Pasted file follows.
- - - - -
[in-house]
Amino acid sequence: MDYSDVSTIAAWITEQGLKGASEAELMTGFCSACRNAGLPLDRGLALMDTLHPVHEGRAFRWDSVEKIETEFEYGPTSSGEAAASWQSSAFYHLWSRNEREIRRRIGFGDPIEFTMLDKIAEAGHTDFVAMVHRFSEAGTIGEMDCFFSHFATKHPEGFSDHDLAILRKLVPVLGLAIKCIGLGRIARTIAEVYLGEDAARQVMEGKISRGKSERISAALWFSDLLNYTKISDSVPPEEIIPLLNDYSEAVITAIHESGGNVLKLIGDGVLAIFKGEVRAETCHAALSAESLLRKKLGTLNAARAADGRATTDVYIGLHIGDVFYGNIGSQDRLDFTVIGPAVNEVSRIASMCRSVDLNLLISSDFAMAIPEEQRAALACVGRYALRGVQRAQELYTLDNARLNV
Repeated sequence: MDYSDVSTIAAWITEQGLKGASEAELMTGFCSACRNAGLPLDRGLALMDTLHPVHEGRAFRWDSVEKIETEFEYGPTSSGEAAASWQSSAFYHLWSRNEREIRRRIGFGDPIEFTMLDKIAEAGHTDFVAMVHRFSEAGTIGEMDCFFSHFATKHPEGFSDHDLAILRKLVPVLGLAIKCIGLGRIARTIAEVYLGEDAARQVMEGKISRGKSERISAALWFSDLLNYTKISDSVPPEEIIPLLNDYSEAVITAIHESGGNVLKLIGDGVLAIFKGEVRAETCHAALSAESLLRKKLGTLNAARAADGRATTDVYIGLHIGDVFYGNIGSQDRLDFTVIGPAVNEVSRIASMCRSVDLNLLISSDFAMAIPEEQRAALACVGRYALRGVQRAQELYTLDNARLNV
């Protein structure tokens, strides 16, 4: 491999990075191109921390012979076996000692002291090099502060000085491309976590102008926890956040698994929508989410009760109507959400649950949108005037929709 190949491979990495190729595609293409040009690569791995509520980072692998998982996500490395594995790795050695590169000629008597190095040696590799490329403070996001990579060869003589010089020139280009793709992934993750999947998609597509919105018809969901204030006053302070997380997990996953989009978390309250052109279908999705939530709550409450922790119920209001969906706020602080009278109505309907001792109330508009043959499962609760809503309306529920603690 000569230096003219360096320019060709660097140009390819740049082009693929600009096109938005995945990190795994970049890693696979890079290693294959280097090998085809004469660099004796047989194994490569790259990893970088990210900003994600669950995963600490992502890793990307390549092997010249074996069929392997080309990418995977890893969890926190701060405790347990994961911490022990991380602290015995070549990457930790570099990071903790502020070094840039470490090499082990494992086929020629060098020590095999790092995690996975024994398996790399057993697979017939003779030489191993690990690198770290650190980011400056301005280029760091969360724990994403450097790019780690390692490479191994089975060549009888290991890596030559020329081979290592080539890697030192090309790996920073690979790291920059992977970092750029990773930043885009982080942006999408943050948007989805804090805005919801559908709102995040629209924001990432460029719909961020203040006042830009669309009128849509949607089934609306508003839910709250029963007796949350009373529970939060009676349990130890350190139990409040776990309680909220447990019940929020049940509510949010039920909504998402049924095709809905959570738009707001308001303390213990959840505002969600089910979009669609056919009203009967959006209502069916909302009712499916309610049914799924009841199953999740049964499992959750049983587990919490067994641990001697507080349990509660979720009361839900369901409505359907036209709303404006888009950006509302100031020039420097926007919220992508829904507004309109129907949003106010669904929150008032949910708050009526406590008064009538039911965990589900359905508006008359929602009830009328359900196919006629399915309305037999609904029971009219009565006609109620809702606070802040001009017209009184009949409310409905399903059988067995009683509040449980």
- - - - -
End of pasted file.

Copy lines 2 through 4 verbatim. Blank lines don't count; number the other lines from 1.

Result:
Amino acid sequence: MDYSDVSTIAAWITEQGLKGASEAELMTGFCSACRNAGLPLDRGLALMDTLHPVHEGRAFRWDSVEKIETEFEYGPTSSGEAAASWQSSAFYHLWSRNEREIRRRIGFGDPIEFTMLDKIAEAGHTDFVAMVHRFSEAGTIGEMDCFFSHFATKHPEGFSDHDLAILRKLVPVLGLAIKCIGLGRIARTIAEVYLGEDAARQVMEGKISRGKSERISAALWFSDLLNYTKISDSVPPEEIIPLLNDYSEAVITAIHESGGNVLKLIGDGVLAIFKGEVRAETCHAALSAESLLRKKLGTLNAARAADGRATTDVYIGLHIGDVFYGNIGSQDRLDFTVIGPAVNEVSRIASMCRSVDLNLLISSDFAMAIPEEQRAALACVGRYALRGVQRAQELYTLDNARLNV
Repeated sequence: MDYSDVSTIAAWITEQGLKGASEAELMTGFCSACRNAGLPLDRGLALMDTLHPVHEGRAFRWDSVEKIETEFEYGPTSSGEAAASWQSSAFYHLWSRNEREIRRRIGFGDPIEFTMLDKIAEAGHTDFVAMVHRFSEAGTIGEMDCFFSHFATKHPEGFSDHDLAILRKLVPVLGLAIKCIGLGRIARTIAEVYLGEDAARQVMEGKISRGKSERISAALWFSDLLNYTKISDSVPPEEIIPLLNDYSEAVITAIHESGGNVLKLIGDGVLAIFKGEVRAETCHAALSAESLLRKKLGTLNAARAADGRATTDVYIGLHIGDVFYGNIGSQDRLDFTVIGPAVNEVSRIASMCRSVDLNLLISSDFAMAIPEEQRAALACVGRYALRGVQRAQELYTLDNARLNV
């Protein structure tokens, strides 16, 4: 491999990075191109921390012979076996000692002291090099502060000085491309976590102008926890956040698994929508989410009760109507959400649950949108005037929709 190949491979990495190729595609293409040009690569791995509520980072692998998982996500490395594995790795050695590169000629008597190095040696590799490329403070996001990579060869003589010089020139280009793709992934993750999947998609597509919105018809969901204030006053302070997380997990996953989009978390309250052109279908999705939530709550409450922790119920209001969906706020602080009278109505309907001792109330508009043959499962609760809503309306529920603690 000569230096003219360096320019060709660097140009390819740049082009693929600009096109938005995945990190795994970049890693696979890079290693294959280097090998085809004469660099004796047989194994490569790259990893970088990210900003994600669950995963600490992502890793990307390549092997010249074996069929392997080309990418995977890893969890926190701060405790347990994961911490022990991380602290015995070549990457930790570099990071903790502020070094840039470490090499082990494992086929020629060098020590095999790092995690996975024994398996790399057993697979017939003779030489191993690990690198770290650190980011400056301005280029760091969360724990994403450097790019780690390692490479191994089975060549009888290991890596030559020329081979290592080539890697030192090309790996920073690979790291920059992977970092750029990773930043885009982080942006999408943050948007989805804090805005919801559908709102995040629209924001990432460029719909961020203040006042830009669309009128849509949607089934609306508003839910709250029963007796949350009373529970939060009676349990130890350190139990409040776990309680909220447990019940929020049940509510949010039920909504998402049924095709809905959570738009707001308001303390213990959840505002969600089910979009669609056919009203009967959006209502069916909302009712499916309610049914799924009841199953999740049964499992959750049983587990919490067994641990001697507080349990509660979720009361839900369901409505359907036209709303404006888009950006509302100031020039420097926007919220992508829904507004309109129907949003106010669904929150008032949910708050009526406590008064009538039911965990589900359905508006008359929602009830009328359900196919006629399915309305037999609904029971009219009565006609109620809702606070802040001009017209009184009949409310409905399903059988067995009683509040449980």